No sane person will argue that the United States treasury, and by extension the treasuries of the majority of states, is overdrawn.

That, not to mention the $14 trillion in arrears, has to be fixed.

The problem, it seems, is our elected officials, both state and federal and in some places local, are having trouble putting reality ahead of habit.

The reality is that the corporate establishment and the super-wealthy have raked in cash in the last 20-30 years at a rate unseen in recent history, and are delinquent in paying their fair share of taxes.

The habit is our politicians, Republicans and Democrats; liberals, moderates and conservatives; old and young and male and female still are crafting legislation and making decisions that suit corporate lobbyists and those who spend money on their campaigns.

The result is a dogmatic reflex to automatically attack budget deficits by taking funds away from the masses in the form of cuts with little or no thought of taking in more revenue.

This country has a revenue-collection problem, not a spending problem.

There was a time when touching Social Security and/or Medicare were like touching the proverbial third rail—lethal for an elected official.

Now, the third rail is tax hikes, particularly if it’s the rich and “corporatocracy” that are targeted.

That is why a group called “U.S. Uncut” was recently formed. It is a spin-off from “Uncut U.K.,” which came into being because conservative British Prime Minister David Cameron levied brutal austerity measures on the public while proposing more tax cuts for businesses that are already awash in tax loopholes.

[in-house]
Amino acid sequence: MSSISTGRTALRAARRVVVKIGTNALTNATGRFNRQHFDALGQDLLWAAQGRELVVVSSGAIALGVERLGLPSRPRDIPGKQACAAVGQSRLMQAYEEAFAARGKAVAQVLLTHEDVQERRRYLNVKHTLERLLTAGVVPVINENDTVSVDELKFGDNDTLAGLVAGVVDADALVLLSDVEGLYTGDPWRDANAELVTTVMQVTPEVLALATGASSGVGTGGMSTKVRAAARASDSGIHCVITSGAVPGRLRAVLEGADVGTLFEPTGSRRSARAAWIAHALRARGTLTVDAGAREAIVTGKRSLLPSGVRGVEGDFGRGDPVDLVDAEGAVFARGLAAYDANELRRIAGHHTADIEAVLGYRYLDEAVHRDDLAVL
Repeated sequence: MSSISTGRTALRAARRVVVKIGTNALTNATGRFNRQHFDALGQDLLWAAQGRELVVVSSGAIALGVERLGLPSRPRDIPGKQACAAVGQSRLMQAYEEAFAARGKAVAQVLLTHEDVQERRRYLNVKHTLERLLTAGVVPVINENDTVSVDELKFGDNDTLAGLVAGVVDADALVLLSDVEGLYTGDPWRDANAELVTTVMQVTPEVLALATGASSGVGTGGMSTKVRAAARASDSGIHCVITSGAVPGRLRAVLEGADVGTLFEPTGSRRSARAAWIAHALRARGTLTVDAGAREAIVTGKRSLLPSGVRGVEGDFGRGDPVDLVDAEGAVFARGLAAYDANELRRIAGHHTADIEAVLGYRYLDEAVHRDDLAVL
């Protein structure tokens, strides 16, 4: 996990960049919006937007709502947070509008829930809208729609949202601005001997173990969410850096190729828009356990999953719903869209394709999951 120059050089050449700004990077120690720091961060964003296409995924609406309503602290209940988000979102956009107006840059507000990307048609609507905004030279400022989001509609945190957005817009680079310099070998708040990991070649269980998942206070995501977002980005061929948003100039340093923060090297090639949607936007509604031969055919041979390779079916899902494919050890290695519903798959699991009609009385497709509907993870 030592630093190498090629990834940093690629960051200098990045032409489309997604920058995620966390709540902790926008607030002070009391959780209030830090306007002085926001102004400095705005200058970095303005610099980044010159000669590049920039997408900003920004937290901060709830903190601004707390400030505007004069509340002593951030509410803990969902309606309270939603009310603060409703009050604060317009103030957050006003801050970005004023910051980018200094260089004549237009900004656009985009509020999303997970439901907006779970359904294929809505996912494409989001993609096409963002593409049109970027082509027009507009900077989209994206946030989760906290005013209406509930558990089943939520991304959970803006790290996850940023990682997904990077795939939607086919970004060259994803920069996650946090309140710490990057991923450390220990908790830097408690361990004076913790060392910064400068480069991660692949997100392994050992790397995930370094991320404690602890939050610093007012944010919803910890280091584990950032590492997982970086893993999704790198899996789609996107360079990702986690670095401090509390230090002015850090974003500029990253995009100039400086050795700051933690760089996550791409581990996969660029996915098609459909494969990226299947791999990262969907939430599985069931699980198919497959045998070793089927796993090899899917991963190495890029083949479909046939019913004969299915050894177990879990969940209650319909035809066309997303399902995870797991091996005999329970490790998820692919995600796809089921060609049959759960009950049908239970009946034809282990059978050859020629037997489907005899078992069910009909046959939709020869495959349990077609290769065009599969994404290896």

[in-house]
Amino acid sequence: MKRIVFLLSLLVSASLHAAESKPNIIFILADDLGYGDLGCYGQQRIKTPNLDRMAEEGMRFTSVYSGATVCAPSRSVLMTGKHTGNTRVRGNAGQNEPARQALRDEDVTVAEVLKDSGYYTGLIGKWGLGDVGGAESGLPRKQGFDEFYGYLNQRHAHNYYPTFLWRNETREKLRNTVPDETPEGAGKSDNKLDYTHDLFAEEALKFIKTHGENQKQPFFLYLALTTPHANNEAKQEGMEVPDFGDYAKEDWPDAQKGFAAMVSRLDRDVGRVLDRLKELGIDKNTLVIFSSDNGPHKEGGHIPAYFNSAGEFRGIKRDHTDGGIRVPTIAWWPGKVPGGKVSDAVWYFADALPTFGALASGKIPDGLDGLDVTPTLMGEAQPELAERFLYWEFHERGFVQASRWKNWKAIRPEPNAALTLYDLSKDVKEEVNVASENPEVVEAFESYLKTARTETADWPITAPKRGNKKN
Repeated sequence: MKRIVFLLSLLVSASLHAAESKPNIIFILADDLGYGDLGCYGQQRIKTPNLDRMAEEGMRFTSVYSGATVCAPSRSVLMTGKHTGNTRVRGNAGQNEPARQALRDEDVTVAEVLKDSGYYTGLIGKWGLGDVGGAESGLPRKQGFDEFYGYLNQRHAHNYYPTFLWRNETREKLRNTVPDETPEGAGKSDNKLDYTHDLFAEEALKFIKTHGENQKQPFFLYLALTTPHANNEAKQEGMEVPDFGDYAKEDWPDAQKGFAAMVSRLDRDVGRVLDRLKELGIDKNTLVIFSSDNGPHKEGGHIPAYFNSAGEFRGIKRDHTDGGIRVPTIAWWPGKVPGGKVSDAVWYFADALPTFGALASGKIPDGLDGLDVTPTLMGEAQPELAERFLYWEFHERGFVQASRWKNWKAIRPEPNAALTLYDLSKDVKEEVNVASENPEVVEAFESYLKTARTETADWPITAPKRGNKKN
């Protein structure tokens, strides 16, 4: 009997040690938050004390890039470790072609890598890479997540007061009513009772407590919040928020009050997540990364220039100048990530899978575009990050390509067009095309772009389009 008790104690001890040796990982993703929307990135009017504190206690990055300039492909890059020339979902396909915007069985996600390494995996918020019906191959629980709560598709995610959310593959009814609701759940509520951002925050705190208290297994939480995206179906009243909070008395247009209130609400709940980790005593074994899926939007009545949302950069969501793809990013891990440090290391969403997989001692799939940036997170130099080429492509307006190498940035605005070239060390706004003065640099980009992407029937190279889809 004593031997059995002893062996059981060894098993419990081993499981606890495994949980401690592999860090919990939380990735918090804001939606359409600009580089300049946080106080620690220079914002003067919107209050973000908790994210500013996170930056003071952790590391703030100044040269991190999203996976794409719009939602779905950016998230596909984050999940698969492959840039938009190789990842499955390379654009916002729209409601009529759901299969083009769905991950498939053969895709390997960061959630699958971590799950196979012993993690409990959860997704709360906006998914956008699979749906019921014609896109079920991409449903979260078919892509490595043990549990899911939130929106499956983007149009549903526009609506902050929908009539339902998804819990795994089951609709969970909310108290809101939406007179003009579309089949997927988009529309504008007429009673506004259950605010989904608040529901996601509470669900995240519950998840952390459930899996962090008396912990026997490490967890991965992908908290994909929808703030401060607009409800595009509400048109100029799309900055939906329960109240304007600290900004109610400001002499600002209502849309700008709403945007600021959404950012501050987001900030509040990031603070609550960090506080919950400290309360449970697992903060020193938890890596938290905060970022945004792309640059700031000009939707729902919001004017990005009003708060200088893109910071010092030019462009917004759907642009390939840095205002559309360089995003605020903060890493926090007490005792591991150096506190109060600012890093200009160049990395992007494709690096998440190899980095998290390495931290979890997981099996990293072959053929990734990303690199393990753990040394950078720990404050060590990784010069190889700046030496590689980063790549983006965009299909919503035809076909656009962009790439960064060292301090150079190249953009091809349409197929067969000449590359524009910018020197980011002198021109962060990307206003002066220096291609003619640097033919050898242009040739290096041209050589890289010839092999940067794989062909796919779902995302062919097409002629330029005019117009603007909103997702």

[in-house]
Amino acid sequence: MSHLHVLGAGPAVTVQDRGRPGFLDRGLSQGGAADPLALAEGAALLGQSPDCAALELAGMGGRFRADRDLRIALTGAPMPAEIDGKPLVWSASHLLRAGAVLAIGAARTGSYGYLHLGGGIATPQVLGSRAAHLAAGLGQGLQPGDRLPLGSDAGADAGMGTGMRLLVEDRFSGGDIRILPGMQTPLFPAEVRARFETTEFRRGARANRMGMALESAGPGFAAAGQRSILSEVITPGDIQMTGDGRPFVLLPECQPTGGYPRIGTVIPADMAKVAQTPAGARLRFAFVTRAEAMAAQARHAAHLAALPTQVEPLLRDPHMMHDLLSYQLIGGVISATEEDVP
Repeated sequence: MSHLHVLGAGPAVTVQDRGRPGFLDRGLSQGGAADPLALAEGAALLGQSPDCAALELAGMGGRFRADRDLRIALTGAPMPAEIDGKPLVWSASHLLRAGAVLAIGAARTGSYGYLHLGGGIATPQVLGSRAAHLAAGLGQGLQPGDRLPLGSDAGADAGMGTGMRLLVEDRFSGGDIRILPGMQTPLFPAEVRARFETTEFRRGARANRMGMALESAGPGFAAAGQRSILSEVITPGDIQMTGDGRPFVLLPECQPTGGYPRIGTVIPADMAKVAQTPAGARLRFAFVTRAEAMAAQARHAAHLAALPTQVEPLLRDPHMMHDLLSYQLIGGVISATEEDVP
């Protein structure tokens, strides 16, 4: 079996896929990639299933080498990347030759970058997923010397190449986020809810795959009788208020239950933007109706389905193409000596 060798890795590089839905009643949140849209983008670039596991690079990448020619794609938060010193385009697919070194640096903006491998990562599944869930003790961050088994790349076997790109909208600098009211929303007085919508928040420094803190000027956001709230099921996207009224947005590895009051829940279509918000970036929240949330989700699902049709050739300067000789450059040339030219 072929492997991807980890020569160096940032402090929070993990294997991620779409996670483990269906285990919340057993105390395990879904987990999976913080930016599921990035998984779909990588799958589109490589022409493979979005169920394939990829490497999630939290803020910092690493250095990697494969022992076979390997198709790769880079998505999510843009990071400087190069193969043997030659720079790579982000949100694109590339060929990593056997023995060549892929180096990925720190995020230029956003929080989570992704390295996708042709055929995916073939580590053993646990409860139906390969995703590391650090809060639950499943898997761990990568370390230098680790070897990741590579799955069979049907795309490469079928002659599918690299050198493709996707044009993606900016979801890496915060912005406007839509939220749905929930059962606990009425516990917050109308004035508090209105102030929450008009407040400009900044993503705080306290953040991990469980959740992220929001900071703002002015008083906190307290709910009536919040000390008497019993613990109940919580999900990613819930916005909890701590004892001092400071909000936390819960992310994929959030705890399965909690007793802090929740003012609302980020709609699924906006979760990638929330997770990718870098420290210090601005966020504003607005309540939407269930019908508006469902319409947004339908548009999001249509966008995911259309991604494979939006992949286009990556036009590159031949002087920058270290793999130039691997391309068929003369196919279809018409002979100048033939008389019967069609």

These groups are insisting—even with bullhorns while standing the front of corporate headquarters—that these companies that are enriching themselves off the masses pay their fair share so the basic needs of the masses are not neglected.

That, strange as it may seem in this morally bent atmosphere in which we live, is proper.

The Government Accountability Office has released reports dating back to the mid-1990s, showing that corporate taxation is lacking.

According to the GAO, 67 percent of corporations paid no taxes from 1998-2005. Individuals, folks like you, pay between 25-32 percent of your income.

In 2000, 94 percent of corporations paid five percent or less of their earnings.

There are arguments from conservative eco­no­mists and media groups, like the Wall Street Journal editorial board, that these numbers fail to count the huge amounts of corporate profit that go to stockholders, for which individuals ultimately pay taxes.

This and some other accounting constructs contribute to the GAO’s findings; however there is no doubt that U.S. corporations shelter a great deal of their profits in offshore tax havens and use other loopholes, provided by Congress in tax laws, to avoid paying taxes.

Instead of looking to cut programs that are vital to the poor, elderly, disabled or even the middle class, our lawmakers need to find some courage, go cold turkey and wean themselves off corporate contributions so government can be used for the people instead of the corporate elite.

And politicians like Wisconsin Gov. Scott Walker, who is advocating stripping public employees of their rights, should pause and remember they, too, are public employees.

(Reprinted from the Philadelphia Tribune.)

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